Clockwork Orange and the Antisocial Mind
According to a movie review by Damian Cannon (1997), “it’s easy to see why A Clockwork Orange has divided critics-it’s extremely graphic and unsettling.” Even for those in favor of its artistic value, is it just an accident that the movie’s disturbing scenarios where “youths form ritualistic gangs, fight battles, and engage in vandalism” (Cannon, 1997) are depicted as futuristic events? Do we not allow ourselves the rationale of being intrigued as long as we retain the option to conveniently and expediently assign disturbing events into a category which in some way is always far removed from our present circumstances? Thus, we remain civilized and safe while we simultaneously experience the tingle of conflicting emotions which director Kubrick has knitted together from sensorial odds and ends. Indeed, “by the end of A Clockwork Orange we are manipulated into cheering for Alex, despite his brutal and amoral nature” (Cannon, 1997). Regardless of the divisions by which it is regarded, however, the movie’s focus on the antisocial mind transforms it from a purposeless showcase of outrageous behavior into a tool which educates us about our society. It illuminates both the nature of atrocity as well as the mechanisms we use to remain at a safe distance from it. The significance of any media depiction of violence potentially frightens even as it reassures; we allow ourselves to be taken to some illicit edge while we realize that it is still only a movie.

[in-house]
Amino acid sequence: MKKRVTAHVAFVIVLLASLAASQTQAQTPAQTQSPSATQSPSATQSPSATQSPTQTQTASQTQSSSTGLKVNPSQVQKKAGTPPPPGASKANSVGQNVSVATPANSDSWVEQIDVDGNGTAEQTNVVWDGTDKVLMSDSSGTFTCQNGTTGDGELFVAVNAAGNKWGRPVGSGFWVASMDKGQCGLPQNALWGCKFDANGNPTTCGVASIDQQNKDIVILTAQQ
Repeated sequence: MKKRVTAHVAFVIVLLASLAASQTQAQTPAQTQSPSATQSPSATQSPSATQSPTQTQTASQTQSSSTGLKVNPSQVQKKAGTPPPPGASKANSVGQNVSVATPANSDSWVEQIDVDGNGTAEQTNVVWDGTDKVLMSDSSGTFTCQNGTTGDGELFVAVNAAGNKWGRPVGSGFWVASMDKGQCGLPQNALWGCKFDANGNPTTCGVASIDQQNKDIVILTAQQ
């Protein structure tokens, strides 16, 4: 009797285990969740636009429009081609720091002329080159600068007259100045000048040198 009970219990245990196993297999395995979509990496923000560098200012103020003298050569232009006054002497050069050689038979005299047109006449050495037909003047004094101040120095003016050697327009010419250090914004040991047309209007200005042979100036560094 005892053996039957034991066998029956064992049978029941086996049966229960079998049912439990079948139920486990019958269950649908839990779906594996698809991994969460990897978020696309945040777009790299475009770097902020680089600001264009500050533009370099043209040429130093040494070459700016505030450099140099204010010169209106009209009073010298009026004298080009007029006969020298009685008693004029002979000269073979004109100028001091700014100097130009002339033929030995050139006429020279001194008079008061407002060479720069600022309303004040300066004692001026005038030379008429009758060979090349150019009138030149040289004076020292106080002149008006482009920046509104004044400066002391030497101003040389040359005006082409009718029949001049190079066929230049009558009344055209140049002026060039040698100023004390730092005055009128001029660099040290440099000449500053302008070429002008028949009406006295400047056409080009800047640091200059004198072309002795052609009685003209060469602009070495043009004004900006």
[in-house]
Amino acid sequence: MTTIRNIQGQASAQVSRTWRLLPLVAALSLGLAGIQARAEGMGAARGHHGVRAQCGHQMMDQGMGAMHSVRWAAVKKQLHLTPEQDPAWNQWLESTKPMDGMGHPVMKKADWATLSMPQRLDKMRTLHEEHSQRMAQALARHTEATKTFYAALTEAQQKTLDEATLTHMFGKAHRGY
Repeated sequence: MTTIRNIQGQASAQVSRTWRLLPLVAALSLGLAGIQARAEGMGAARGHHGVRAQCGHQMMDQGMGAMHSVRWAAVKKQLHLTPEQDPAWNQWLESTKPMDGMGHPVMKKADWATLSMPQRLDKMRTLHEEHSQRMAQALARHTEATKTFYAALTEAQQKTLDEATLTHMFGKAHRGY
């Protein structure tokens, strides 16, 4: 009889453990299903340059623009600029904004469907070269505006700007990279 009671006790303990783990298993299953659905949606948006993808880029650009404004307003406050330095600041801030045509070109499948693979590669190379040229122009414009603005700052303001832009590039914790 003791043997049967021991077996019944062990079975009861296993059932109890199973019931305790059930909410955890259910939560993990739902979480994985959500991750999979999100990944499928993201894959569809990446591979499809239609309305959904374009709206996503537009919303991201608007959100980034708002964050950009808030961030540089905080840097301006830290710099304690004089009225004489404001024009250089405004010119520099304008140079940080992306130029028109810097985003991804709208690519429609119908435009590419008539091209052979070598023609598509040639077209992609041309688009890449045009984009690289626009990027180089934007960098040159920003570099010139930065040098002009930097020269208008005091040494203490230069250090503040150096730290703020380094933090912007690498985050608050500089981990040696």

Does Antisocial Personality Disorder exist only in the safe future, or are we able to recognize it in people we’d assume were normal? Richard Niolon (2000) offers insight when he says, “think of the good-looking and popular frat boy, who says whatever is needed to get a girl drunk and alone, then slips the “date rape” drug into her drink to have sex with her. He feels no “remorse” until caught.” According to this, Antisocial Personality Disorder doesn’t just exist in
movies or in people we’d typically regard as criminals. Appearances—as in the case of the frat boy—are often deceiving. This boy could call his family the next day and win their sympathy by telling them how homesick he is.
The characteristics of Antisocial Personality Disorder give an indication why such behavior can take place. As suggested by Niolon (2000), these include a tendency to tell lies, to act in an impulsive and reckless manner, to resent authority, to blame and resent other people, to feel contempt for others and regard them as something to be manipulated, to be unable to find employment, and to be unable to keep promises. This list is so beneficial because it seems to cover such a wide range of behaviors. It seems to associate a particular personality style with the development of a disorder. Thus, for example, an intelligent computer programmer may write viruses which ultimately destroy others’ computers because he resents the idea that they do not live on the same level of intelligence as he does. He destroys their computers, and then blames them for not being careful enough in guarding against viruses. Who would suspect him? In fact, he takes advantage of others’ lack of suspicion, manipulating them into thinking he is just a harmless computer programmer.